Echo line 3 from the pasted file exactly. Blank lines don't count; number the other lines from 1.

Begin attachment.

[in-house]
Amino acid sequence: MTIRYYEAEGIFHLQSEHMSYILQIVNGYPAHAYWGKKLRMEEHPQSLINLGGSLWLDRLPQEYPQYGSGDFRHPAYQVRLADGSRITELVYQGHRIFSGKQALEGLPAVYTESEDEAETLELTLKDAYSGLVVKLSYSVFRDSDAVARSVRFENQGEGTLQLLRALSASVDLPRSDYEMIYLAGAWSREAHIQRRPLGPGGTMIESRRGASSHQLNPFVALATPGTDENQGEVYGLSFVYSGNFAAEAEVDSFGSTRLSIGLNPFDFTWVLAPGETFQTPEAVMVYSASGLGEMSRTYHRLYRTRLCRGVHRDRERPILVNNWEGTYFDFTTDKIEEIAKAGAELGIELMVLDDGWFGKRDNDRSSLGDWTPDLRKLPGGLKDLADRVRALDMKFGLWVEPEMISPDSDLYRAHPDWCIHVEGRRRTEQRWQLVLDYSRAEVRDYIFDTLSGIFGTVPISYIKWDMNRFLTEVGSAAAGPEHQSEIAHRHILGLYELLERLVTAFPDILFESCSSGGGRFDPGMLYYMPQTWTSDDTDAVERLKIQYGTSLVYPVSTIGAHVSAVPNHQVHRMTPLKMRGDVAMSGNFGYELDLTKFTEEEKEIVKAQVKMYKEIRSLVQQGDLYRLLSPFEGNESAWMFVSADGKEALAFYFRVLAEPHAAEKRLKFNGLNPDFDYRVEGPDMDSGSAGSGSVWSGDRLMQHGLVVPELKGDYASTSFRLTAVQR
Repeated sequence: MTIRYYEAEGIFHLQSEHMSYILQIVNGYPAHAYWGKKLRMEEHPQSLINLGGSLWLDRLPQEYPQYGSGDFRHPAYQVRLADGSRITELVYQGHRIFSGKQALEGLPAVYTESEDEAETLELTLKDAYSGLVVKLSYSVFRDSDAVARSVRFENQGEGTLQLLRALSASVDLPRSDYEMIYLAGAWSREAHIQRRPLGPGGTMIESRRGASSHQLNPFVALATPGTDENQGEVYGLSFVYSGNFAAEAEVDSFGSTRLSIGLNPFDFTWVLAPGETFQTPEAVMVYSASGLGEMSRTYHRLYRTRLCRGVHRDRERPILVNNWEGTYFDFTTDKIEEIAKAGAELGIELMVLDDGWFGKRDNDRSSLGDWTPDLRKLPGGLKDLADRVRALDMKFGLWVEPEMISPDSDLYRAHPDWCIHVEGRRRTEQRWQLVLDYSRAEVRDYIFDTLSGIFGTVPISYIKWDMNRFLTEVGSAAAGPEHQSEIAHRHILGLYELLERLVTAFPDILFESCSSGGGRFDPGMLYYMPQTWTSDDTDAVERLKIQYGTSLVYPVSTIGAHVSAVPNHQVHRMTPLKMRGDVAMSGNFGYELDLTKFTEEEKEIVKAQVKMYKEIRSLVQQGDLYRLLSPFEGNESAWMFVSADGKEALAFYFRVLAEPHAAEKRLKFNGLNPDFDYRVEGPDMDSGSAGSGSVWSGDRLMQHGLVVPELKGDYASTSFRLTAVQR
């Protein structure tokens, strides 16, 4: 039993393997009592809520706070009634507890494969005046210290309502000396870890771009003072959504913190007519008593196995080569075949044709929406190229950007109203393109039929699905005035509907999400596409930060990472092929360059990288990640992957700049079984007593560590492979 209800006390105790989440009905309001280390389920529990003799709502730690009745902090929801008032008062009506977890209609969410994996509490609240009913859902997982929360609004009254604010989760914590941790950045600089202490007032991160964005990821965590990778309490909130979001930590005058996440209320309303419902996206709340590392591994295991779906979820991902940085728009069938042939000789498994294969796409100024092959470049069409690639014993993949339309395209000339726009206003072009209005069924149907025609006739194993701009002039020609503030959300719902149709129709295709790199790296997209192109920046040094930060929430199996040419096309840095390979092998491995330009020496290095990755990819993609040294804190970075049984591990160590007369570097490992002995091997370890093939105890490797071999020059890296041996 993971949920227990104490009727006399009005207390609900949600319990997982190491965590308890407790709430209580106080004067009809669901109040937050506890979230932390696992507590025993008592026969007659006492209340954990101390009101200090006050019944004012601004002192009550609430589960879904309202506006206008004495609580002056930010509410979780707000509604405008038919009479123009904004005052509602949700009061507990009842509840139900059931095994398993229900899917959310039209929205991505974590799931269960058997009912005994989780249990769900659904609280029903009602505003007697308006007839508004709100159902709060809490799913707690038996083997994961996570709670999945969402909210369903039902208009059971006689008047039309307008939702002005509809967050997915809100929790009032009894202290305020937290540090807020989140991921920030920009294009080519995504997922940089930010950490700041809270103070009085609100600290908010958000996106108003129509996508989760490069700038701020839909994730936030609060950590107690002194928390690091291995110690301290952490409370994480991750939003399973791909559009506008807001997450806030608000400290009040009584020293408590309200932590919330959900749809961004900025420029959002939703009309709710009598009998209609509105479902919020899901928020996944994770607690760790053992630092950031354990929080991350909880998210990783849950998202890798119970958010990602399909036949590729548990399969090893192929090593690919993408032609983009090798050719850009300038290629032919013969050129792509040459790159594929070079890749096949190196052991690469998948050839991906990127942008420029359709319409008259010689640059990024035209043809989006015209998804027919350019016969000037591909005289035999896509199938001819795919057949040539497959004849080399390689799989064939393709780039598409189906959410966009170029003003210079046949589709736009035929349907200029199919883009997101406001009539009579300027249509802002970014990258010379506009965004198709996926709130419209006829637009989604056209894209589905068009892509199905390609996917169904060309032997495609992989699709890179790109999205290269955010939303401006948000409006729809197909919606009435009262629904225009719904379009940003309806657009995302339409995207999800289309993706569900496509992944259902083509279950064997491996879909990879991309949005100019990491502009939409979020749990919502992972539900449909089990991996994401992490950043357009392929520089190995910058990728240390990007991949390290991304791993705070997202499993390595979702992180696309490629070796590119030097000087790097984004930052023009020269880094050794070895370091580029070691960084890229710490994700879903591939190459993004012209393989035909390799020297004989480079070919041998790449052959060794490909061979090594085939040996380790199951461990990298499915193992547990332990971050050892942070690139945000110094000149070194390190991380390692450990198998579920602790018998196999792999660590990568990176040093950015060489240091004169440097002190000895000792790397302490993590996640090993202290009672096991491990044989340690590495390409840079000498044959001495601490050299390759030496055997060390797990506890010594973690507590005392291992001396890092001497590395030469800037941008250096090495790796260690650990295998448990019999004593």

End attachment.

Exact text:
Repeated sequence: MTIRYYEAEGIFHLQSEHMSYILQIVNGYPAHAYWGKKLRMEEHPQSLINLGGSLWLDRLPQEYPQYGSGDFRHPAYQVRLADGSRITELVYQGHRIFSGKQALEGLPAVYTESEDEAETLELTLKDAYSGLVVKLSYSVFRDSDAVARSVRFENQGEGTLQLLRALSASVDLPRSDYEMIYLAGAWSREAHIQRRPLGPGGTMIESRRGASSHQLNPFVALATPGTDENQGEVYGLSFVYSGNFAAEAEVDSFGSTRLSIGLNPFDFTWVLAPGETFQTPEAVMVYSASGLGEMSRTYHRLYRTRLCRGVHRDRERPILVNNWEGTYFDFTTDKIEEIAKAGAELGIELMVLDDGWFGKRDNDRSSLGDWTPDLRKLPGGLKDLADRVRALDMKFGLWVEPEMISPDSDLYRAHPDWCIHVEGRRRTEQRWQLVLDYSRAEVRDYIFDTLSGIFGTVPISYIKWDMNRFLTEVGSAAAGPEHQSEIAHRHILGLYELLERLVTAFPDILFESCSSGGGRFDPGMLYYMPQTWTSDDTDAVERLKIQYGTSLVYPVSTIGAHVSAVPNHQVHRMTPLKMRGDVAMSGNFGYELDLTKFTEEEKEIVKAQVKMYKEIRSLVQQGDLYRLLSPFEGNESAWMFVSADGKEALAFYFRVLAEPHAAEKRLKFNGLNPDFDYRVEGPDMDSGSAGSGSVWSGDRLMQHGLVVPELKGDYASTSFRLTAVQR